Conduct your own LLM endpoint benchmarking

This article provides a Databricks recommended notebook example for benchmarking an LLM endpoint. It also includes a brief introduction to how Databricks performs LLM inference and calculates latency and throughput as endpoint performance metrics.

LLM inference on Databricks measures tokens per second for provisioned throughput mode for Foundation Model APIs. See What do tokens per second ranges in provisioned throughput mean?.

Benchmarking example notebook

You can import the following notebook into your Databricks environment and specify the name of your LLM endpoint to run a load test.

Benchmarking an LLM endpoint

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LLM inference introduction

LLMs perform inference in a two-step process:

  • Prefill, where the tokens in the input prompt are processed in parallel.

  • Decoding, where text is generated one token at a time in an auto-regressive manner. Each generated token is appended to the input and fed back into the model to generate the next token. Generation stops when the LLM outputs a special stop token or when a user-defined condition is met.

Most production applications have a latency budget, and Databricks recommends you maximize throughput given that latency budget.

  • The number of input tokens has a substantial impact on the required memory to process requests.

  • The number of output tokens dominates overall response latency.

Databricks divides LLM inference into the following sub-metrics:

  • Time to first token (TTFT): This is how quickly users start seeing the model’s output after entering their query. Low waiting times for a response are essential in real-time interactions, but less important in offline workloads. This metric is driven by the time required to process the prompt and then generate the first output token.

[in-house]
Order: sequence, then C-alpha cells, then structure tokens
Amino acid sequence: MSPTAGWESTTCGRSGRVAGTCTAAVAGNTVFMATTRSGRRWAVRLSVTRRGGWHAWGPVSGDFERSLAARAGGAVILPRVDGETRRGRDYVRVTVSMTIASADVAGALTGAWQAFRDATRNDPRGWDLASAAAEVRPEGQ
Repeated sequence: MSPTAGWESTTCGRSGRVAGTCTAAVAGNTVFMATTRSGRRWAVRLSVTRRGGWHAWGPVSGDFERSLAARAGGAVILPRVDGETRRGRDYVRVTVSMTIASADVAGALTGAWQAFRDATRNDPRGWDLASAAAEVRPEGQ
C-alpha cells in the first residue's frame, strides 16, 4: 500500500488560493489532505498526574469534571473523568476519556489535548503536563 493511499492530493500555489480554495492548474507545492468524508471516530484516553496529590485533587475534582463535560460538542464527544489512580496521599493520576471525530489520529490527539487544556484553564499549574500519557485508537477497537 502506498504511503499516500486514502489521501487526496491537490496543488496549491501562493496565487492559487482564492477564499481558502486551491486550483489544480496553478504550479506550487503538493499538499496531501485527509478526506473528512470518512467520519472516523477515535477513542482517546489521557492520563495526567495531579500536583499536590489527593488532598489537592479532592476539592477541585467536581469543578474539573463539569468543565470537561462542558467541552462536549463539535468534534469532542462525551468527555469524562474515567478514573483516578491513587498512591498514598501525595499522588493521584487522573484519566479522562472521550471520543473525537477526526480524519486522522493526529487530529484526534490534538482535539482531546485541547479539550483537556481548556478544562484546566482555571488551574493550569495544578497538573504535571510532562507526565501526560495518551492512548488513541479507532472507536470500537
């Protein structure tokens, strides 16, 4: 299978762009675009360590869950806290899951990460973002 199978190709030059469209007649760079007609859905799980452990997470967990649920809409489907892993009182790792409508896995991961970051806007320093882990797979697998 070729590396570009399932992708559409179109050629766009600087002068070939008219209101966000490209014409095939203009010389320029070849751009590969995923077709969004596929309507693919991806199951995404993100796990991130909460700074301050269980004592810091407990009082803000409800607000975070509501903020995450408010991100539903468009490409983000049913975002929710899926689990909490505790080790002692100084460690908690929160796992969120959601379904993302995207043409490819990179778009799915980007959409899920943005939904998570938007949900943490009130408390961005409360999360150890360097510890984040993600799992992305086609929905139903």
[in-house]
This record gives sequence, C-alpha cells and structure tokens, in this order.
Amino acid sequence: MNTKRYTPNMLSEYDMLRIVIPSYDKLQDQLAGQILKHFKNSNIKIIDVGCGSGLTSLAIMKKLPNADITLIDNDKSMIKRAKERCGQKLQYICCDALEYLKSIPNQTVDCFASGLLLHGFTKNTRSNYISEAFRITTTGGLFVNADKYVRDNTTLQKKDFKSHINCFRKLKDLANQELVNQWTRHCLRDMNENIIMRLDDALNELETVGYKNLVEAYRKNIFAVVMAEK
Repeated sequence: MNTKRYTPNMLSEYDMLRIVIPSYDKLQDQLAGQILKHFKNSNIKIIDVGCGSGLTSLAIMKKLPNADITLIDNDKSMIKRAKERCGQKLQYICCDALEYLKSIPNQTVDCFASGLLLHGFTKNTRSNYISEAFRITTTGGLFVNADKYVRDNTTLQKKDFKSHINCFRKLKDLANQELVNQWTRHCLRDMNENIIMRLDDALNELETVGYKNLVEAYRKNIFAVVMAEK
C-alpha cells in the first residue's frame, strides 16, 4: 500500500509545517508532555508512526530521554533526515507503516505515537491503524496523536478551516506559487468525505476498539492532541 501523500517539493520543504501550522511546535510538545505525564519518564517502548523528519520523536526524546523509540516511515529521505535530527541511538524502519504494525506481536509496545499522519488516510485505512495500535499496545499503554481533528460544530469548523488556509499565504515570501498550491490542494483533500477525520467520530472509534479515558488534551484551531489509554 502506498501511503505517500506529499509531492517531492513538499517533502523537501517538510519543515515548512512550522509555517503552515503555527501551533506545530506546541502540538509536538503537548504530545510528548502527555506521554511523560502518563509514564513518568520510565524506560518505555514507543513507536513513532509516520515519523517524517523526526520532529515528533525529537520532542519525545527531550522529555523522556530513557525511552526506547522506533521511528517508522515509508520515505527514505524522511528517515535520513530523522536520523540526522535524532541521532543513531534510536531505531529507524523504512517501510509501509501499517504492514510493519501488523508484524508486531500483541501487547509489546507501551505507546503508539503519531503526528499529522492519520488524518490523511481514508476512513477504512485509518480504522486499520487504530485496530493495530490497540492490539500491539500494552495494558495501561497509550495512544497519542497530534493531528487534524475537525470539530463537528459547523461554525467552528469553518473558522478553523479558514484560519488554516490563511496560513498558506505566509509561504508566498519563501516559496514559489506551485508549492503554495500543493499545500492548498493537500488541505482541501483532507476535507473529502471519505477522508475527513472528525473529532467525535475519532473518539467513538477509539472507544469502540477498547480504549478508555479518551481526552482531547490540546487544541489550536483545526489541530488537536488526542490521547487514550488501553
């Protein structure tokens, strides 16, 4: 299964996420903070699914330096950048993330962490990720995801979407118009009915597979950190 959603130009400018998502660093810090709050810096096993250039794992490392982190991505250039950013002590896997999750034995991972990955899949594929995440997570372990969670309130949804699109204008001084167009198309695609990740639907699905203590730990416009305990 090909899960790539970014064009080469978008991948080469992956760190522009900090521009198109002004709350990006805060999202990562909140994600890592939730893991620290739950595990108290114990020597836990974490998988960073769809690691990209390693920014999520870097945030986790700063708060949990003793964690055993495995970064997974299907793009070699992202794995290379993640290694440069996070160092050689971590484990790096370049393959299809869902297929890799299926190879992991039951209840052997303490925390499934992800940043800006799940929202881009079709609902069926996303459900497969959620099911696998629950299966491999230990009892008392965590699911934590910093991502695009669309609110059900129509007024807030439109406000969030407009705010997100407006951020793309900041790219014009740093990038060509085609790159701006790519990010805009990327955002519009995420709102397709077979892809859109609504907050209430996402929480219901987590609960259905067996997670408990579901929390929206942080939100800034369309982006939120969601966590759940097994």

• Time per output token (TPOT): Time to generate an output token for each user that is querying the system. This metric corresponds with how each user perceives the “speed” of the model. For example, a TPOT of 100 milliseconds per token would be 10 tokens per second, or ~450 words per minute, which is faster than a typical person can read.

Based on these metrics, total latency and throughput can be defined as follows:

  • Latency = TTFT + (TPOT) * (the number of tokens to be generated)

  • Throughput = number of output tokens per second across all concurrency requests

On Databricks, LLM serving endpoints are able to scale to match the load sent by clients with multiple concurrent requests. There is a trade-off between latency and throughput. This is because, on LLM serving endpoints, concurrent requests can be and are processed at the same time. At low concurrent request loads, latency is the lowest possible. However, if you increase the request load, latency might go up, but throughput likely also goes up. This is because two requests worth of tokens per second can be processed in less than double the time.

Therefore, controlling the number of parallel requests into your system is core to balancing latency with throughput. If you have a low latency use case, you want to send fewer concurrent requests to the endpoint to keep latency low. If you have a high throughput use case, you want to saturate the endpoint with lots of concurrency requests, since higher throughput is worth it even at the expense of latency.

Databricks benchmarking harness

The previously shared benchmarking example notebook is Databricks’ benchmarking harness. The notebook displays the latency and throughput metrics, and plots the throughput versus latency curve across different numbers of parallel requests. Databricks endpoint autoscaling is based on a “balanced” strategy between latency and throughput. In the notebook, you observe that as more concurrent users are querying the endpoint at the same time latency goes up as well as throughput.

Throughput-Latency Graph

More details on the Databricks philosophy about LLM performance benchmarking is described in the LLM Inference Performance Engineering: Best Practices blog.